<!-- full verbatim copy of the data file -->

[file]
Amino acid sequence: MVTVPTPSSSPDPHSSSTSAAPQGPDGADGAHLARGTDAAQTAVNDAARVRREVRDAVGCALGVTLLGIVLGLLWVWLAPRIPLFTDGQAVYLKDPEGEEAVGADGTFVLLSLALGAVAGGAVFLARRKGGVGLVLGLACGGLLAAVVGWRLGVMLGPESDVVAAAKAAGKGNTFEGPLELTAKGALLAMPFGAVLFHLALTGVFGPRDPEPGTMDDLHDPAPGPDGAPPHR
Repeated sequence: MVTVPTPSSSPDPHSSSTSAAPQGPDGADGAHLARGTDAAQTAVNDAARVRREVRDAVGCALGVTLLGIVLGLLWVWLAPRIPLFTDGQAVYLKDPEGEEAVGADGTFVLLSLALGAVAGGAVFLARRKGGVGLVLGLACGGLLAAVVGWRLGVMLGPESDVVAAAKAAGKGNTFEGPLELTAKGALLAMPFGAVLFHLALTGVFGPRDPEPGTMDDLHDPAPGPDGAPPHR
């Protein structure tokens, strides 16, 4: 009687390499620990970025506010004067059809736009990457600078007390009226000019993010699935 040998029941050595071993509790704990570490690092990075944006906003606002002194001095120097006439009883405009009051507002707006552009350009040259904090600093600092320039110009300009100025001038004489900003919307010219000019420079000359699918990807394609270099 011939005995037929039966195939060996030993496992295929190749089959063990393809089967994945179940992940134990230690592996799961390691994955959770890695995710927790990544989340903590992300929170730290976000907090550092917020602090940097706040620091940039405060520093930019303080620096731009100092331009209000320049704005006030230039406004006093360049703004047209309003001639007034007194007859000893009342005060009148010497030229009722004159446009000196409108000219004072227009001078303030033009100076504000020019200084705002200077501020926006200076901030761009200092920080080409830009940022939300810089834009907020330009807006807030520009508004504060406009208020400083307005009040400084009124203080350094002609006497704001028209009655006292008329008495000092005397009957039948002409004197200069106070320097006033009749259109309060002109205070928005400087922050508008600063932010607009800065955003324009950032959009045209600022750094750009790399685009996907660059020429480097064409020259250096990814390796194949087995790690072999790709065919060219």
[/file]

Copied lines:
Amino acid sequence: MVTVPTPSSSPDPHSSSTSAAPQGPDGADGAHLARGTDAAQTAVNDAARVRREVRDAVGCALGVTLLGIVLGLLWVWLAPRIPLFTDGQAVYLKDPEGEEAVGADGTFVLLSLALGAVAGGAVFLARRKGGVGLVLGLACGGLLAAVVGWRLGVMLGPESDVVAAAKAAGKGNTFEGPLELTAKGALLAMPFGAVLFHLALTGVFGPRDPEPGTMDDLHDPAPGPDGAPPHR
Repeated sequence: MVTVPTPSSSPDPHSSSTSAAPQGPDGADGAHLARGTDAAQTAVNDAARVRREVRDAVGCALGVTLLGIVLGLLWVWLAPRIPLFTDGQAVYLKDPEGEEAVGADGTFVLLSLALGAVAGGAVFLARRKGGVGLVLGLACGGLLAAVVGWRLGVMLGPESDVVAAAKAAGKGNTFEGPLELTAKGALLAMPFGAVLFHLALTGVFGPRDPEPGTMDDLHDPAPGPDGAPPHR
């Protein structure tokens, strides 16, 4: 009687390499620990970025506010004067059809736009990457600078007390009226000019993010699935 040998029941050595071993509790704990570490690092990075944006906003606002002194001095120097006439009883405009009051507002707006552009350009040259904090600093600092320039110009300009100025001038004489900003919307010219000019420079000359699918990807394609270099 011939005995037929039966195939060996030993496992295929190749089959063990393809089967994945179940992940134990230690592996799961390691994955959770890695995710927790990544989340903590992300929170730290976000907090550092917020602090940097706040620091940039405060520093930019303080620096731009100092331009209000320049704005006030230039406004006093360049703004047209309003001639007034007194007859000893009342005060009148010497030229009722004159446009000196409108000219004072227009001078303030033009100076504000020019200084705002200077501020926006200076901030761009200092920080080409830009940022939300810089834009907020330009807006807030520009508004504060406009208020400083307005009040400084009124203080350094002609006497704001028209009655006292008329008495000092005397009957039948002409004197200069106070320097006033009749259109309060002109205070928005400087922050508008600063932010607009800065955003324009950032959009045209600022750094750009790399685009996907660059020429480097064409020259250096990814390796194949087995790690072999790709065919060219």